Hope's Story

Hope Kagoro was born in 1962 in Kampala, Uganda.  She was the third daughter in a family of eight children—five girls, followed by three boys. Her father, Bon Kavutse, was the manager of Kampala’s Mulago Hospital Orthopedic workshop. His vocation was helping disabled patients learn life skills to care for themselves and earn money by mastering a handicraft. His daughter, Loi, remembers him often reminding her to always try to see the best in people. His passion was changing the trajectory of the lives of the disabled by providing them with a trade—a livelihood—to help them be self-sufficient. His youngest daughter, Lorna, recalls, “At his funeral, when we came back from the church, the compound was filled with people in wheelchairs. That image has remained with me.” 

Hope’s Mother, Rita, was an elementary school teacher who guided first grade students and instilled a love of learning within her own children.  Hope’s younger sister, Loi, recalls important family values that permeated their childhood:  learning was to be cherished and service to other people—particularly through caregiving—was the highest form of human connection.  This message explained why the home their father built was in a constant state of ‘becoming complete’ while, at the same time, the children attended the best and most expensive schools in Kampala.  Floorboards and windowpanes could wait-- education was non-negotiable.  Four siblings became doctors, one an Optometrist and two became attorneys. Simply put, striving to be your best and to help others was expected.

Hope had a brilliant mind and while in medical school in Kampala, she became bored with the slow pace of her instruction.  She could skip classes and still have the highest marks on her exams.  One professor resented this and decided to dismiss her from the program.  She appealed the decision, but one of the people on the panel later told her family that the Professor threatened to leave if they let Hope stay in medical school. Hope then decided to follow a different path. She turned her attentions to business school, and after attending college in Britain, she began facilitating trade and exports throughout the Middle East.  However, in her early forties, Hope discovered a bump under the skin of her breast.  She thought little of it and believed it would pass.

It didn’t pass, and eventually it became alarming enough that she went to a doctor.  The news she received was enough to convince her to come home to Kampala and into the care of her youngest sister, Lorna.  Lorna now was working as a Doctor in the same hospital where her father had worked. Hope’s breast cancer treatment began without delay at the Uganda Cancer Institute (UCI).

Loi, who lives in the US, heard from her sister and family in Kampala as often as their schedules would allow. The information she received was worrying.  Sometimes Hope would miss chemotherapy treatments and Loi was confused about how and why this was happening.  Didn’t Hope understand that chemotherapy was her best chance of beating the disease? Loi knew cancer treatments in Uganda would be less sophisticated than those available in the United States, but she had no idea to what extent that was true.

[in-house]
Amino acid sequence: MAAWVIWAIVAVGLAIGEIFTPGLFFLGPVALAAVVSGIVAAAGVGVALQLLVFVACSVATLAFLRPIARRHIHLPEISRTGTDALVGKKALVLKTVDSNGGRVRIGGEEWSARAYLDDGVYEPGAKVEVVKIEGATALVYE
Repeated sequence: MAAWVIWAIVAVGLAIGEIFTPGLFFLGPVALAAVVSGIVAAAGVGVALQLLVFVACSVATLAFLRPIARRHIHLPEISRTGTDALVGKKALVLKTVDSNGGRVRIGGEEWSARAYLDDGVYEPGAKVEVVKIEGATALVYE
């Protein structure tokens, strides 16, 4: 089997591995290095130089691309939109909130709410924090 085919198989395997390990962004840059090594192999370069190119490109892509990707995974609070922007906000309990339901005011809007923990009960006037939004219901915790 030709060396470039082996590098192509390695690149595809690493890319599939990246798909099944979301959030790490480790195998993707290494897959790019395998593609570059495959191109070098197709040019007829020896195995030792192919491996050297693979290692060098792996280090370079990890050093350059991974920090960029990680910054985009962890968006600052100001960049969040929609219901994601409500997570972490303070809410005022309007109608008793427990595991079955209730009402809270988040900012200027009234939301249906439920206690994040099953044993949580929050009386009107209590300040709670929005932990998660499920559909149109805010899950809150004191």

Hope’s condition worsened to Stage 4/5 Breast Cancer, and so she sought better care in South Africa.  Eventually, Hope came to the U.S. to be with Loi, and receive treatment that would extend her life for several years.  It was during that time that Loi became aware of the dismal state of cancer treatment in Uganda.  Cancer is considered a low-priority problem in a country with a struggling economy and limited resources for fight devastating infectious diseases such as malaria and dengue fever. Cancer is a slower killer…deadly, mysterious, and often thought of by Ugandans as being brought on by demons or witchcraft. Often, due to fear and misinformation, people who have cancer wait until the situation is so dire that little can be done before they seek help. If they do seek care, there are very few hospital beds available, and those are designated for only the sickest patients. 

Chemotherapy is the best option for those patients who are in the middle.  They are ill but are able to receive monthly outpatient therapies.  The Uganda Cancer Institute attracts patients from not only Kampala, but also the rest of Uganda and neighboring countries including Ethiopia, South Sudan, and Tanzania. The need for treatment is overwhelming and UCI is the last hope for many patients-- a beacon of hope in an ocean of despair. But, as Loi learned through her sister Hope, this highly coveted treatment has a steep cost both financially, and in delivery. However, Hope was fortunate enough to have connections. She was offered appointment times, while other patients were made to line up at dawn and wait outside on benches to receive care.  There were no infusion pumps, so the chemotherapy medicine was “gravity fed” into the arms of the patients. 

Chemotherapy drugs that in the US are administered drop by drop over several carefully monitored hours, in Uganda were fed directly from an IV bag into veins without any regulation.The bag would be empty in five minutes.  The rush of these caustic and strong medicines into the bloodstream at that rate made a patient’s body feel like it was engulfed in flames.  For those who could afford the expensive drug therapy, there was no medical choice other than to accept this terrifyingly painful treatment and to be grateful.